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October 7, 2011

One more 'South Pacific' item: The absolute ultimate version of a great song

OK, I know I should stop with the 'South Pacific' stuff, but I just couldn't resist one more post.

As I said previously, the songs from this show have been stuck in my head since Tuesday night's opening performance of the production at the Hippodrome -- just as those songs were stuck for ages after I saw the original Broadway revival.

To tell the truth, my tastes were always a little more Rodgers and Hart than Rodgers and Hammerstein, but I have found, over the years, a greater and greater appreciation for the musical scores by the latter duo.

The song from "South Pacific" that really, really moves me is "This Nearly Was Mine." The melody, with its elegant harmony, is top-drawer; the words are exceptionally effective. The structure is terrific, too.

I have admired how this song was delivered by Paulo Szot in the 2008 New York staging; in Washington last year by David Pittsinger in the first national tour of the wonderful Bartlett Sher revival; and this week in Baltimore by Marcelo Guzzo in the second national tour. And, of course, I love the classic performances by Ezio Pinza and others who starred as Emil de Becque.

But there's a version of this song, removed from its theatrical context (and from the original bass/baritone realm), that's in a class by itself. The first time I heard ...

Barbara Cook sing this in concert some years ago, I got shamelessly teary-eyed. I had rarely been so unexpectedly touched by a singer and a song.

So, with thoughts, images and, above all, sounds, of "South Pacific" still swimming around in my head, I just had to relive the experience of this transcendent interpretation, and I hope you enjoy it, too. Here, then, Barbara Cook and "This Nearly Was Mine":

 

 

Posted by Tim Smith at 8:55 AM | | Comments (4)
Categories: Clef Notes, Drama Queens, Hippodrome
        

Comments

Nope. Doesn't do it for me.

Too mannered, too slow, and the pinao is distracting without adding the emotion that strings could.

I went to Lincoln Center mainly because I was so impressed with the perfromance of the tenor at the Tonys, but unfortunately saw a vedry good substitute, but not the same, and especially would not have been the same on this song.

The strength of this song is it is sung by a strong man who usually can grasp what he wants. This sounds more like a spinster fantasy.

Plus, it is a waltz, and the slow tempo totally loses the waltz lilt. Maybe that is what you like about it.

Try this version:

http://www.youtube.com/watch?v=eQmxLr5IYLk


Thanks very much for reminding me of that absolutely fabulous performance. For an in-context interpretation, I'd call that pretty much unbeatable. And for an example of song-styling out of that context, I still find Barbara Cook's version sublime. TIM

The indelible performance of "This Nearly Was Mine" for me was the one sung by Brian Stokes-Mitchell in a semi-staged benefit concert of "South Pacific" several years ago in Carnegie Hall. I have played the DVD many times and am brought to tears each time. Great stuff!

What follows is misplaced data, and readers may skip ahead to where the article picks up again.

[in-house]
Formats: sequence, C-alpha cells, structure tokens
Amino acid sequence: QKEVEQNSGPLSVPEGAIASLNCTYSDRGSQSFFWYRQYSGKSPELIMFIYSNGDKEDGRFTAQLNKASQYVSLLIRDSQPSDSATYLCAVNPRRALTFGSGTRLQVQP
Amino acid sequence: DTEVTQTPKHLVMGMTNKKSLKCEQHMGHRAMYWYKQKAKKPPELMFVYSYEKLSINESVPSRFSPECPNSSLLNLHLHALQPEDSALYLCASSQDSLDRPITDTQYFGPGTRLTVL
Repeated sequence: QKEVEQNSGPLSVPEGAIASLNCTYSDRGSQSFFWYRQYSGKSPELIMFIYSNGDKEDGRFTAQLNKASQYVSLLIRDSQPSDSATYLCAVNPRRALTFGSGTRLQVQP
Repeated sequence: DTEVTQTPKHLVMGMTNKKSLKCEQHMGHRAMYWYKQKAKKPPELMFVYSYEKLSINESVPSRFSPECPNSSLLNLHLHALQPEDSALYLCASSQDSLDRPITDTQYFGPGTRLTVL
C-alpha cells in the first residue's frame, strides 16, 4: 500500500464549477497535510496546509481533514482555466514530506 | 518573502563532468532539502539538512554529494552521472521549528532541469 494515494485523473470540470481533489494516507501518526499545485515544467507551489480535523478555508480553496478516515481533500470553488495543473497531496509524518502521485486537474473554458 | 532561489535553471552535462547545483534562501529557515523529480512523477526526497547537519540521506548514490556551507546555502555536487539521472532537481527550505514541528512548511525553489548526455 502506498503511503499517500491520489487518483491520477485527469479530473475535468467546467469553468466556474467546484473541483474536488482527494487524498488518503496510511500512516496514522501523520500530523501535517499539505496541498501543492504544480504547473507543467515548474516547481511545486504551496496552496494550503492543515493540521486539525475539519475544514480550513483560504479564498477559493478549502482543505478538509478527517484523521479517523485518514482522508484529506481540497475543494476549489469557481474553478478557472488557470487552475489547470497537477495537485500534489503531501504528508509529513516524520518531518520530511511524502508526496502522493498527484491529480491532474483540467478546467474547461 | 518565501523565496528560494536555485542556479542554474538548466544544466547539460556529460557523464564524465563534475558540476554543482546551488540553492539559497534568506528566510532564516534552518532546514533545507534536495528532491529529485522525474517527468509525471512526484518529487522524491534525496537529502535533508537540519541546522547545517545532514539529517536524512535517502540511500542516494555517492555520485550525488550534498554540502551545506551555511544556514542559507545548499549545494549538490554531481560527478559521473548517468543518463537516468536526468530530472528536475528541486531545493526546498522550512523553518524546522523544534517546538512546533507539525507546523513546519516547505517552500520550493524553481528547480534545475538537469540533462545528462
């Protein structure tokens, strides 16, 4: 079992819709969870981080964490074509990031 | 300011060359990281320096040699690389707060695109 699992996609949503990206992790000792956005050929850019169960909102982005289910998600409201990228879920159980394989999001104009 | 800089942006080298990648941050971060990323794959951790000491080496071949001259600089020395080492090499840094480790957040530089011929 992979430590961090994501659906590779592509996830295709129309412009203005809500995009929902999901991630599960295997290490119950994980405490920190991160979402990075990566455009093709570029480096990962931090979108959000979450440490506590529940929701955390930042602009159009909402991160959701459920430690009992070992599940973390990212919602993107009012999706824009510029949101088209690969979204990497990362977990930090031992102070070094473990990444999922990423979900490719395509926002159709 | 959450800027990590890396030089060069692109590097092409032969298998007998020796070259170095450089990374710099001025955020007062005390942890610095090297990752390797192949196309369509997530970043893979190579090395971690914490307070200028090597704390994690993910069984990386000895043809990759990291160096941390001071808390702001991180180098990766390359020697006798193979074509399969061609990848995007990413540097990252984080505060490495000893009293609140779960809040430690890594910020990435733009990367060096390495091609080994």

This version of "This Nearly was Mine" is fine for a piano bar or a cocktail lounge. It is performed out of context.
Rodgers and Hammerstein composed this powerful song for a strong male basso who is love, yet tormented by his past and his future in a time of war.

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About Tim Smith
Born and raised in Washington, D.C., I couldn't help but develop a keen interest in politics, but music, theater and visual art also proved great attractions. Music became my main focus after high school. I thought about being a cocktail pianist, but I hated taking requests, so I studied music history instead, earning a B.A. in that field from Eisenhower College (Seneca Falls, N.Y.) and an M.A. from Occidental College (Los Angeles). I then landed in journalism. After freelancing for the Washington Post and others, I was classical music critic for the Sun-Sentinel in South Florida, where I also contributed to NPR. I've written for the New York Times, BBC Music Magazine and other publications, and I'm a longtime contributor to Opera News. My book, The NPR Curious Listener's Guide to Classical Music (Perigee, 2002), can be found on the most discerning remainder racks.

I joined the Baltimore Sun as classical music critic in 2000 and, in 2009, also became theater critic, giving me the opportunity to annoy a whole new audience. In 2010, my original Clef Notes blog expanded to encompass a theatrical component -- how could I resist calling it Drama Queens? I hope you'll find both sides of this blog coin worth exploring and reacting to; your own comments are always welcome and valued (well, most of them, at least).

Think of this as your open-all-hours, cyber green room, where there's always a performer or performance to discuss, some news to digest, or maybe just a little good gossip to share.
Note: Tim Smith now writes about the fine arts at baltimoresun.com/artsmash. This blog will be kept in place as an archive for an indefinite period. Please visit the new location to get the latest Mid-Atlantic arts coverage.
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